The very first proto of Scareglow came back from our vendor and had way too much wash on the skull. This wound up being the version we had for SDCC that year (he was one of the big reveals, if memory serves – it often doesn’t) and some fans really loved the wash while others hated it. I tried to quickly note that this was not final (much to the annoyance to those who liked the over-wash) but in the end, I still think going with the vintage paint scheme as intended by the Horsemen was the way to go (although selfishly, I kept one of the early prototypes with the extra-dark wash. I keep it in a box under my desk, along with a few other early “mistakes” or test shots, such as an all-black flocked He-Man that was a test for Moss Man and a few other MOTUC odds and ends I’ve collected over the years.).
Scareglow was one of my favorites in the vintage line and now in Classics, he is too. With the new accessory and the glowing “skin,” the Horsemen and Terry really knocked this one out of the park (and all with very little tooling!). I really felt like Scareglow was a turnkey figure in the line that showed our customers (and management) how deep this new collector line could go.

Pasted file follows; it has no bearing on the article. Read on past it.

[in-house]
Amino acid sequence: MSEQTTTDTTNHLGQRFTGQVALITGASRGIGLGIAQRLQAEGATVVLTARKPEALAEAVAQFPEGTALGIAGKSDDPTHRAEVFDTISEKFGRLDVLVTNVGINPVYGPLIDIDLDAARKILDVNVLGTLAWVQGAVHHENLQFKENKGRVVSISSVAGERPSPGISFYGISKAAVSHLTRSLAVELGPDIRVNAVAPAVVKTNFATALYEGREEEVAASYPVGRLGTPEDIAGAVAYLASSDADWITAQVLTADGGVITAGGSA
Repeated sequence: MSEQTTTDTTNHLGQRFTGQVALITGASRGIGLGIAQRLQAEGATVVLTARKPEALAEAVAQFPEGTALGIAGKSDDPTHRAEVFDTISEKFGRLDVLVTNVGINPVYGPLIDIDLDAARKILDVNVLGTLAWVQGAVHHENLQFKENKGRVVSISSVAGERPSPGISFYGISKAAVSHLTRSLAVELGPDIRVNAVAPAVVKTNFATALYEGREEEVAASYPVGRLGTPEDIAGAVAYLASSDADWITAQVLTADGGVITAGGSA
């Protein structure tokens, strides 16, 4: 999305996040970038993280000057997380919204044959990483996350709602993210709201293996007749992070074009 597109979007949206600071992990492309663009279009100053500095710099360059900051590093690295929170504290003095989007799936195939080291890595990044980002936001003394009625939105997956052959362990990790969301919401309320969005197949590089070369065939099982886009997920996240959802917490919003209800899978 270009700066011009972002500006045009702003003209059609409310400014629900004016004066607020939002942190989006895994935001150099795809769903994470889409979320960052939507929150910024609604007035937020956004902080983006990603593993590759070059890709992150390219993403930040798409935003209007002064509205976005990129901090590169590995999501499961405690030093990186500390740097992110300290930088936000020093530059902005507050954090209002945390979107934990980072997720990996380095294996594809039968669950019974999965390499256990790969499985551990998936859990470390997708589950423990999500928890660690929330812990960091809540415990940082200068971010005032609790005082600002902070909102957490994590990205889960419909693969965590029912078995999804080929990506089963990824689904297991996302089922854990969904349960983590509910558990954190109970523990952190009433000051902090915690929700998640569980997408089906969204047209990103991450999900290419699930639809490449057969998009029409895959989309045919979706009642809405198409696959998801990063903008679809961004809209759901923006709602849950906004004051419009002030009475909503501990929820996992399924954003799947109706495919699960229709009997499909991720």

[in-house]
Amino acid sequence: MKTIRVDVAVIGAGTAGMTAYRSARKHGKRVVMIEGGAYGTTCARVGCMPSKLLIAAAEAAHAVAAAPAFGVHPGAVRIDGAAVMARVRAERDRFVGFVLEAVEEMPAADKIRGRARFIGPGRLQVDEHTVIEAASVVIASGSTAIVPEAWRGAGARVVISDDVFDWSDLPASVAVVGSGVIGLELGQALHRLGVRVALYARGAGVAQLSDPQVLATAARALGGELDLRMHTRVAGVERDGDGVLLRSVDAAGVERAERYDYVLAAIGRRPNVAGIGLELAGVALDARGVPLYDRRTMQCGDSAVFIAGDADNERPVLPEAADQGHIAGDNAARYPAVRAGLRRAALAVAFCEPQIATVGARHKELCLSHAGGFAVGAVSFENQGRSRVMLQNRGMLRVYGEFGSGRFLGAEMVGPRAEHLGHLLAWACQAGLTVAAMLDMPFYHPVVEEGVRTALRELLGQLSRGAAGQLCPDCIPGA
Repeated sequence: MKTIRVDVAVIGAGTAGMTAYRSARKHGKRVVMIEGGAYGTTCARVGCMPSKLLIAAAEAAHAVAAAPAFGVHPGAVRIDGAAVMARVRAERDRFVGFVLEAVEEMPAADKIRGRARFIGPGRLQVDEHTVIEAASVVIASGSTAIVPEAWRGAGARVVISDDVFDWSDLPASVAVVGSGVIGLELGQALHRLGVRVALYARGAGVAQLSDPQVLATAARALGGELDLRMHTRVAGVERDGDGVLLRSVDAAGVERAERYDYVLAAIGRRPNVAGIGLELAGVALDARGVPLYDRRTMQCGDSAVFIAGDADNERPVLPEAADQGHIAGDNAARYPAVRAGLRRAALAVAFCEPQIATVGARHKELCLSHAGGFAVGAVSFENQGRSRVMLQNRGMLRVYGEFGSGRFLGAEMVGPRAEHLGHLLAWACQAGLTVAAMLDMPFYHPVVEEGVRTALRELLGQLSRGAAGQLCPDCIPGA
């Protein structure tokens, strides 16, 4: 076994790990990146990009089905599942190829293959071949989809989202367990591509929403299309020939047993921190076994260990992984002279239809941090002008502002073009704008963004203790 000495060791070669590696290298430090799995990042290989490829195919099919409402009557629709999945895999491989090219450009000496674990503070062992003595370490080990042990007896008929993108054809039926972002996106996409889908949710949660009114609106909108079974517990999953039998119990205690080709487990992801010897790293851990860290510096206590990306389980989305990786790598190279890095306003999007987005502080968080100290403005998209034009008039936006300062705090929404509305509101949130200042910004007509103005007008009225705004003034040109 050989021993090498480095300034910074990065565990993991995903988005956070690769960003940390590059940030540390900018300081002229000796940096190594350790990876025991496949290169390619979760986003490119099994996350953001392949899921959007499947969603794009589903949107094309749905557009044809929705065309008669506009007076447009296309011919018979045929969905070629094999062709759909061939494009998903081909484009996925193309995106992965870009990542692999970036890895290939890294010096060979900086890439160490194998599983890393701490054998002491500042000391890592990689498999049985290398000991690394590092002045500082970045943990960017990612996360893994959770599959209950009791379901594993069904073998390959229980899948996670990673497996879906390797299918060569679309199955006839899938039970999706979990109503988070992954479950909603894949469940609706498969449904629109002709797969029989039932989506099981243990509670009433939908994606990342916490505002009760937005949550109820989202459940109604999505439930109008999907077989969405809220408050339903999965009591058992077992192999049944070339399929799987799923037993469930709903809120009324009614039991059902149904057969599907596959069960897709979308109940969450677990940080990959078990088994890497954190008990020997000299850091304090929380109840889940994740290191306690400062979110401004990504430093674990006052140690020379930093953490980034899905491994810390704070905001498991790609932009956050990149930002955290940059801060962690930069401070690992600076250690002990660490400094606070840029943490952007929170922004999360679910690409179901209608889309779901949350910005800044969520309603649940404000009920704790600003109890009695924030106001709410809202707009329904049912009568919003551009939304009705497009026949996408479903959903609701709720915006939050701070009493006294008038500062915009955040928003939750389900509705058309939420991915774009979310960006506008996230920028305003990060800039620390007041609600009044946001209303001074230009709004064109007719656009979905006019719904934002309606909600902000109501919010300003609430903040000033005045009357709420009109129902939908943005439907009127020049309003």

And looking back, we were just getting warmed up!
Until next time!
(AKA Toy Guru)
the ignore list is my new best friend
This was a really good blog entry. Thanks, Scott.
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"We have a Ram-Man"
"Power of Fear" acknowledgement? Nah, of course not!
Love Scareglow!!!! Always has been one of my favorite figures.....I only wished they fleshed out more of his background and involved him more in the comics and cartoon....however he was brought out toward the end of the line......
I wonder why they couldn't use material from Mattel's 1987 Style Guide that has a bio for Scare Glow?Originally Posted by Scott Neitlich BLOG 15
(albeit a *very short* bio, LOL)